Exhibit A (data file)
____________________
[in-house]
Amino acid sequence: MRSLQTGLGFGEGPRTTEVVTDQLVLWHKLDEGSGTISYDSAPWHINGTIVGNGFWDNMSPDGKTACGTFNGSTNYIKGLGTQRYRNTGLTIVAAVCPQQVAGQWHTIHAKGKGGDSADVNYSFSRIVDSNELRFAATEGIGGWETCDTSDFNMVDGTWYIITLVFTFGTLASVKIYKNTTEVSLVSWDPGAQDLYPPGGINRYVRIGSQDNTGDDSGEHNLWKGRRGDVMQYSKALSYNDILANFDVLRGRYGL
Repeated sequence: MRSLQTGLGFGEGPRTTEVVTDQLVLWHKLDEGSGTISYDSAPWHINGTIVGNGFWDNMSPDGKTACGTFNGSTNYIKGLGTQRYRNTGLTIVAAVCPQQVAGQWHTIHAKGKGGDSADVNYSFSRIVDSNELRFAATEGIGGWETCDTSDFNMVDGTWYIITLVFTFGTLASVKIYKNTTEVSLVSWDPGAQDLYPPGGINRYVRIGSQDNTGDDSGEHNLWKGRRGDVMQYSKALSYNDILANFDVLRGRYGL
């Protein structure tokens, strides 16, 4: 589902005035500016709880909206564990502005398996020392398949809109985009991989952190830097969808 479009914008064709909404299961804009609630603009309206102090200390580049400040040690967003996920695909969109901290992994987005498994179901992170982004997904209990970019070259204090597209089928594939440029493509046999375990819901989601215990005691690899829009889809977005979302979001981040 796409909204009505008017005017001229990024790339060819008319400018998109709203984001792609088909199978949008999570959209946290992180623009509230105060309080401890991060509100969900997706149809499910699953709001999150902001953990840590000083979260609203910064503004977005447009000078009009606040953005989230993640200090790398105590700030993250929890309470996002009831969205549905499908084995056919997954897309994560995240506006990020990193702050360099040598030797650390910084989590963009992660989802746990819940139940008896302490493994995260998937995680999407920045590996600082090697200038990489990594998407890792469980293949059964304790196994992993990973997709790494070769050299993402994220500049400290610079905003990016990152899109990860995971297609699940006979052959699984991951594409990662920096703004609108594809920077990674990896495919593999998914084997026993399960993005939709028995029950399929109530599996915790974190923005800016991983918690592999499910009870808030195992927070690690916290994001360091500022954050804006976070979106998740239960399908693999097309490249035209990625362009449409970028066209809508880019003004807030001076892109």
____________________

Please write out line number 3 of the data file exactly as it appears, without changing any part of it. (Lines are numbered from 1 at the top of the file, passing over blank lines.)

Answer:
Repeated sequence: MRSLQTGLGFGEGPRTTEVVTDQLVLWHKLDEGSGTISYDSAPWHINGTIVGNGFWDNMSPDGKTACGTFNGSTNYIKGLGTQRYRNTGLTIVAAVCPQQVAGQWHTIHAKGKGGDSADVNYSFSRIVDSNELRFAATEGIGGWETCDTSDFNMVDGTWYIITLVFTFGTLASVKIYKNTTEVSLVSWDPGAQDLYPPGGINRYVRIGSQDNTGDDSGEHNLWKGRRGDVMQYSKALSYNDILANFDVLRGRYGL